The AIMS Project (An Inter-Institutional Model for Stewardship) won a 2012 Innovation Award in the Project category. AIMS participants were recognized for their work developing a framework for stewarding born-digital content and filling the gap between applying standards such as OAIS and the necessary workflows and tools for implementation. The responses to this Q&A were provided by AIMS Project participants from Stanford University, University of Hull, and University of Virginia.

What have you/project teams been doing since receiving an NDSA Innovation Award?

Stanford: Made the digital archivist position continuing (aka “real”), 2+ years ago we added another full-time digital archivist. DLSS & Special Collections collaborated to build our capacity and procedures for acquiring and processing and delivering b-d materials. Received 3 grants to develop our open-source email processing/delivery platform (ePADD project, discovery online). This last has morphed into a new grant application by Harvard & the Univ. of Manchester (w/ us as consultants) to further develop ePADD with more preservation elements.

  • Total born-digital collections acquired since 2012: ~140 accessions and ~250 TB. Born-digital processing projects (processed and in progress) include: Amos Gitai, Dorothy Fadiman, Helen & Newton Harrison, Ted Nelson, New Dimensions, Silicon Genesis, Ruth Asawa, Lourdes Portillo. Other collection acquisition highlights (unprocessed) include: Rebecca Solnit, Lynn Hershman-Leeson, Marlon Riggs, Bob Stein, David Bohrman.
  • Through the born-digital program, Stanford and Virginia are members of the Software Preservation Network and both nodes for the Emulation as a Service Infrastructure (EaaSI) project
  • Stanford DLSS and Special Collections has also worked together with a number of other institutions, including University of Michigan, Duke University, Indiana University, and Princeton University to develop ArcLight, an open source discovery and delivery environment for archives.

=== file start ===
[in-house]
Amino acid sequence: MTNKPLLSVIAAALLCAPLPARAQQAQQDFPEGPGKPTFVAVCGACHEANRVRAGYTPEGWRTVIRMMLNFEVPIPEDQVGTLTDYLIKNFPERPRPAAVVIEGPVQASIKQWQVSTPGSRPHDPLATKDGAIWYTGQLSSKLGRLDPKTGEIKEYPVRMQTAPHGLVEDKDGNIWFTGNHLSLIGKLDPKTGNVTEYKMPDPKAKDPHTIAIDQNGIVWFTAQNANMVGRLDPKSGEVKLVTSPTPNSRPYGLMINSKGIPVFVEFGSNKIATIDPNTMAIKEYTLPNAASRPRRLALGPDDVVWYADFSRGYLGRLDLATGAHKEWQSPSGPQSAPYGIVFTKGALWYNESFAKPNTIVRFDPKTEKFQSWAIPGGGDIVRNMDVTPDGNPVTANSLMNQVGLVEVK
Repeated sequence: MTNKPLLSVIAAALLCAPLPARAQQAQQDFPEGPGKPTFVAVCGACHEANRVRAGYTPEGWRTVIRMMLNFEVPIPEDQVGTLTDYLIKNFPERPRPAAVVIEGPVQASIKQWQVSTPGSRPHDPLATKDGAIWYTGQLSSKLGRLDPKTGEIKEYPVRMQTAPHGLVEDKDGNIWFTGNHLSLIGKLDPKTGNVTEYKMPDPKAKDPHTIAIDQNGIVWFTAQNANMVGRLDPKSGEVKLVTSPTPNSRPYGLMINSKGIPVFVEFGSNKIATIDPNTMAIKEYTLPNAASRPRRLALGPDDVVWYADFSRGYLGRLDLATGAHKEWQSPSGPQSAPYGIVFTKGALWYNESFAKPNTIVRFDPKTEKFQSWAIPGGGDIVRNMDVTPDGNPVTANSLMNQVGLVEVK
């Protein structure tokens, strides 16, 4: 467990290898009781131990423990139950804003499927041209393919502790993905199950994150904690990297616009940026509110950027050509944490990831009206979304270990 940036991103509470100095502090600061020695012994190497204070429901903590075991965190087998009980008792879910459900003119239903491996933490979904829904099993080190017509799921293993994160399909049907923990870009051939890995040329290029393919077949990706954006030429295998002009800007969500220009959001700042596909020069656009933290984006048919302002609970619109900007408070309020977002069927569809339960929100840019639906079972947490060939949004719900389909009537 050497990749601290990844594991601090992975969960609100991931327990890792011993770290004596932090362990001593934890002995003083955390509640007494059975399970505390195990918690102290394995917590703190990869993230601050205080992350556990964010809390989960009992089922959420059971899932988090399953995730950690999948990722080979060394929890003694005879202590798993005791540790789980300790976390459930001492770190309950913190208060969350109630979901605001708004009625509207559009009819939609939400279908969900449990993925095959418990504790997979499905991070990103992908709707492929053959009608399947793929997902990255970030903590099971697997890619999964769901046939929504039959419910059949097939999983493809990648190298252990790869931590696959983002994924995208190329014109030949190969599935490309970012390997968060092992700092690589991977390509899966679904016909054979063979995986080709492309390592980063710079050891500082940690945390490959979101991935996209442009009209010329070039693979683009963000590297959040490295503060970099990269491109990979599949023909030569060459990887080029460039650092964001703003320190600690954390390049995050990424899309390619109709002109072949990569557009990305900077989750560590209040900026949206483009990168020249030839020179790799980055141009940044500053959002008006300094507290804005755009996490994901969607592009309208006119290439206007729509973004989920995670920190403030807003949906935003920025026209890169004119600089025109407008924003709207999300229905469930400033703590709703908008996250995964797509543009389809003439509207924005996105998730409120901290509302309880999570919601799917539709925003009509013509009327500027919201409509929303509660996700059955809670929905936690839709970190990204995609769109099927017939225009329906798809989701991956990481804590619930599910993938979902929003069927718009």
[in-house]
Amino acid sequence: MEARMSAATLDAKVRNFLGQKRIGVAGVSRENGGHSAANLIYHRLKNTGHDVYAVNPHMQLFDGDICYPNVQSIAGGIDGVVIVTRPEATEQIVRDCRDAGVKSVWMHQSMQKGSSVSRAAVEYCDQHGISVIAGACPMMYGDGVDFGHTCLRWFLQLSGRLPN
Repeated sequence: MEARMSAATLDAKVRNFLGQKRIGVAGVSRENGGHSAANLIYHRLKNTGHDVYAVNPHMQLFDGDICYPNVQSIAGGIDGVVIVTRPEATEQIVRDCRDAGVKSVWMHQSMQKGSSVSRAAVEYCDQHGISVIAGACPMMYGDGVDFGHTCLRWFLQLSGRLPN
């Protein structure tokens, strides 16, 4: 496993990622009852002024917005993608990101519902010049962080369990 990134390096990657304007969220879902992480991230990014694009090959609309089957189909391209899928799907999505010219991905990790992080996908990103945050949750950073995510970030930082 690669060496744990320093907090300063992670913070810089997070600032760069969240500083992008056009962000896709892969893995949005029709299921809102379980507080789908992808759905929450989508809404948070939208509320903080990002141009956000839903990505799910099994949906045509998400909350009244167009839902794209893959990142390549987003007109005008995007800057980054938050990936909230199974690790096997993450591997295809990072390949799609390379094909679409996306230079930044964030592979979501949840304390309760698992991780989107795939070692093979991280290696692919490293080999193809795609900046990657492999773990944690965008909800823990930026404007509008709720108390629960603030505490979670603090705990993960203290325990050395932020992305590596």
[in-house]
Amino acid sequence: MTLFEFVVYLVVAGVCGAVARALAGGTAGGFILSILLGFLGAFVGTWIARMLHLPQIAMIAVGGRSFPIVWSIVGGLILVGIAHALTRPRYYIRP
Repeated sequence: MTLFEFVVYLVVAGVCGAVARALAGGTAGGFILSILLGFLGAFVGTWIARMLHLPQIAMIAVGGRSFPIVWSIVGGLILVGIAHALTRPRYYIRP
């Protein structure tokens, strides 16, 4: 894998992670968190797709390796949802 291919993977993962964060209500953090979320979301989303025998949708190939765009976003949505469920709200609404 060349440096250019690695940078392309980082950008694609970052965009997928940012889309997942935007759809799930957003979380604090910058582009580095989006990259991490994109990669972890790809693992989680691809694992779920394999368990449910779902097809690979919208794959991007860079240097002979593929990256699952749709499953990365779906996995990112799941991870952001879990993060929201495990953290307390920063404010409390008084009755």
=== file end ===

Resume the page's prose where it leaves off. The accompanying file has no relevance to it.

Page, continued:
• After Yale, Mark Matienzo served as the Director of Technology for the Digital Public Library of America, and joined Stanford in 2016.

Virginia: We have also made digital preservation and management a priority by making the AIMS position permanent.  We have been fortunate to have both digital archivists and a digital preservation librarian as full time positions.

Hull: Simon Wilson retained responsibility for born-digital archives when he returned to his substantive role as Senior Archivist. Hull retained a high profile across the UK with lots of advocacy for encouraging organisations to take practical steps with digital preservation and proposed that digital archives could be undertaken as a shared-service between multiple archive services.

  • The project gave us a huge boost of confidence with increased advocacy within the institution and lead to the inclusion of born-digital archives as key activity for the library service
  • Colleagues from Hull collaborated with the University of York in a project funded by JISC to look at the suitability of Archivematica to support research data management activity – an opportunity to review and identify similarities and differences between research data and born-digital archives
  • Advocated and secured funding from a range of sources including The National Archives to create an archive for Hull UK City of Culture 2017